Emily Henderson rental kitchen ideas

Light Fixture

Sara did her best to get a decent shot but the kitchen is too narrow and small to get a normal angled photo of the light fixture. Oh, the light hunt. ANOTHER challenge. The first issue was that it needed to be more or less a flush mount light because anything that hung lower, like a pendant, would have awkwardly blocked part of the shelving. The second issue? The placement of the junction box was too close to the shelving and not centered between the wall and shelf, so whatever light I chose needed to be narrow enough to give the illusion it was centered. The last issue was that since it’s the only light in the kitchen, it had to be ambient and disperse light evenly and all over. Hmmmm. I searched long and hard and then about two months ago, I found this one on Etsy for only $150. It’s handmade (and well at that. It is perfect and I highly recommend it to anyone interested.

Now for the moment, you (I??) have been waiting for…the banquette.

Emily Henderson rental kitchen ideas

I first thought about doing a cute bistro table and chairs but then realized I was missing an opportunity. An opportunity both in space maximization and design creativity. The banquette trend has been on the rise for a while now so it’s not like I reinvented the wheel. Obviously, a built-in with drawers for storage would have been amazing but again this is a rental and putting my dad through all that extra work was not going to happen. I didn’t want to ask and he probably would have said, “Nope, I’m out and good luck.”

Emily Henderson rental kitchen ideas

Vase | Abstract Art | Frame

This is my version of “keeping it simple.” Red oak stair treads, a brass rod for support/aesthetics, brass brackets not pictured (they are hiding underneath) and DIYed velvet back cushions. This was another design that just sort of came to me. I think all the modern European homes I drool over daily have taken over my brain because this banquette has a very modern Parisian feel but with just the right amount of So Cal flavor (the wood tone). The wood is HEAVY so everything feels extremely solid. The benches are free-standing (landlord approved) and the table is secured with a french cleat (genius!). With a french cleat, all I needed to do was gently and easily slide the flat bracket into the offset bracket and viola! It’s all secured with brass a rod. Julie was the actual savior in the install department. There is no way I could have successfully done that alone. The tabletop was very heavy.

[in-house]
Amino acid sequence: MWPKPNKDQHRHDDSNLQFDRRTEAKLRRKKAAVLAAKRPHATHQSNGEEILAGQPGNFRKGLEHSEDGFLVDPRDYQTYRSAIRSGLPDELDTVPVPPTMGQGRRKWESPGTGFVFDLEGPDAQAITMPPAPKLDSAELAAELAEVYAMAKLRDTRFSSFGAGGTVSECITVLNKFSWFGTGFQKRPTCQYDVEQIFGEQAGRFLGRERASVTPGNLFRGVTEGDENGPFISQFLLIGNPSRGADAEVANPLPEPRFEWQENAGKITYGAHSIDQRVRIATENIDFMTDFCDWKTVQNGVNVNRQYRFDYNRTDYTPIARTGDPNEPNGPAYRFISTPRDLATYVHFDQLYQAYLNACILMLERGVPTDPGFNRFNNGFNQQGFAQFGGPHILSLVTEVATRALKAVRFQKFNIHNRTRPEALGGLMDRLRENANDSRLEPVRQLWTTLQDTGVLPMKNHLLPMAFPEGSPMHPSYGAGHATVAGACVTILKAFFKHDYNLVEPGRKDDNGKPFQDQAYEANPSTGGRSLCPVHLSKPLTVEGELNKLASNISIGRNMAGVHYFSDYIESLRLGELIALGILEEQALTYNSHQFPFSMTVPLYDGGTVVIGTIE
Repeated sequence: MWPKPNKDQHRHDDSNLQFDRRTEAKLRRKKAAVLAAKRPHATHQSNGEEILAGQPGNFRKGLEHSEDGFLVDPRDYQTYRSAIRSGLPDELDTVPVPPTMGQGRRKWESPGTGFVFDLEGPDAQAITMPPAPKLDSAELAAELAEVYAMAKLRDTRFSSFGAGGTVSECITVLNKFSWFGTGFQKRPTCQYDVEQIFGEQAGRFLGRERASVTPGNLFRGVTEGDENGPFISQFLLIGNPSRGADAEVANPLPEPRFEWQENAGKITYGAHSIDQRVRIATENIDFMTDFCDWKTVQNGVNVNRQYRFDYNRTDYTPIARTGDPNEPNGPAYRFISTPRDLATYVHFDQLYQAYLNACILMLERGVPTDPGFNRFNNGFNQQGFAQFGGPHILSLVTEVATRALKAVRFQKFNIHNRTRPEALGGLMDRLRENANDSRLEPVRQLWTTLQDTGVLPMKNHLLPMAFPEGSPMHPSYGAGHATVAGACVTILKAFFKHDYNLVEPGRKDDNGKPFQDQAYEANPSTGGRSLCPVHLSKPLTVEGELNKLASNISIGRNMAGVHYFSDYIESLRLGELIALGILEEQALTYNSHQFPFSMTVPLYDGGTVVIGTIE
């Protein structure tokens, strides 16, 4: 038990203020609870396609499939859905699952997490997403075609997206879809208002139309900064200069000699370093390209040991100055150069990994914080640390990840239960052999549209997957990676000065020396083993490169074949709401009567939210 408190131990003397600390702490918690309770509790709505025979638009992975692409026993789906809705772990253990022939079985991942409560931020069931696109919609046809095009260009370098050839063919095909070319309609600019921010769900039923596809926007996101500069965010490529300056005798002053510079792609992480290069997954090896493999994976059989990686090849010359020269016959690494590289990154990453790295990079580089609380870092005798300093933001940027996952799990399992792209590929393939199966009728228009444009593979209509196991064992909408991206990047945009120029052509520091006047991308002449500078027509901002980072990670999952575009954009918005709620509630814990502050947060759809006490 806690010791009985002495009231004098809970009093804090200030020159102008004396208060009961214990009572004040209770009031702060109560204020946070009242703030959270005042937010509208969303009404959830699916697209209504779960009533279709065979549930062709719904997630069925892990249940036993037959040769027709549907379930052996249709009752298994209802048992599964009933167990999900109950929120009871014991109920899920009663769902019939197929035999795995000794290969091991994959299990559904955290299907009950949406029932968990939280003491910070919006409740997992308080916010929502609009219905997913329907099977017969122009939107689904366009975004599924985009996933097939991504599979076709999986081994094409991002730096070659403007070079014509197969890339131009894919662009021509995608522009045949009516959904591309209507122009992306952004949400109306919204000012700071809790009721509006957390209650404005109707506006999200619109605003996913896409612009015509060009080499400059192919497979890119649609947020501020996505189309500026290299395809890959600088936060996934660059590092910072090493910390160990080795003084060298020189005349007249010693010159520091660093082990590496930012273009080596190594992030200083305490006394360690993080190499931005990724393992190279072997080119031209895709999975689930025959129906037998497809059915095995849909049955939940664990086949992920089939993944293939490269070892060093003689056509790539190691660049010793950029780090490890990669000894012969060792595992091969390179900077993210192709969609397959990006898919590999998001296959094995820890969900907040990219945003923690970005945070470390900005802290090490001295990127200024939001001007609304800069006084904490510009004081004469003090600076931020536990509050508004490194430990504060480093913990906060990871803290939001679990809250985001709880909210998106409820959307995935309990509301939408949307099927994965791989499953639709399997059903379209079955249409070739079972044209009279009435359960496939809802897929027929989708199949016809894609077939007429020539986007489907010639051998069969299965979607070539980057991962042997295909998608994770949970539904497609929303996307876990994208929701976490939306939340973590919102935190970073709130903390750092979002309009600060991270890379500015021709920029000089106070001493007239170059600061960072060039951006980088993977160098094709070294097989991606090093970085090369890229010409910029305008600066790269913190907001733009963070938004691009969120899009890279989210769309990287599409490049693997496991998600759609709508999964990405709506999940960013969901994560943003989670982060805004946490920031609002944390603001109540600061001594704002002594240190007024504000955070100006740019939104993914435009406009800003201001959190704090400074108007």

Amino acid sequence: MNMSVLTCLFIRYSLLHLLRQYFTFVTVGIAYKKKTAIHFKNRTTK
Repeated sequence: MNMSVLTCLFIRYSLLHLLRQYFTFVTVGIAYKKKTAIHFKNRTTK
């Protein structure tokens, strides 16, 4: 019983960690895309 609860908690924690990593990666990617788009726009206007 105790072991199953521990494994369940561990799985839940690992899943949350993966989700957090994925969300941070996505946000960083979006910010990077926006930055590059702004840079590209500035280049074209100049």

But let’s jump back into the construction side. Here’s how he (and I) did it:

1. Dad asks, “Do I look like an idiot?” when daughter questions if he could build the banquette after showing design plan.

2. Dowel, glue and bar clamp 3 sets of two stair treads to each other and let them dry overnight. (Due to the width of the kitchen and dimensions I needed, a single tread wasn’t wide enough for the benches or table top).

3. Use a bullnose bit to round and bullnose the corners and side facing the kitchen (the fronts already were bullnosed when purchased).

4. Sand wood.

5. Cut legs with a table saw to size.

6. Give pieces to daughter to figure out the rest because dad has to go home (out of state)…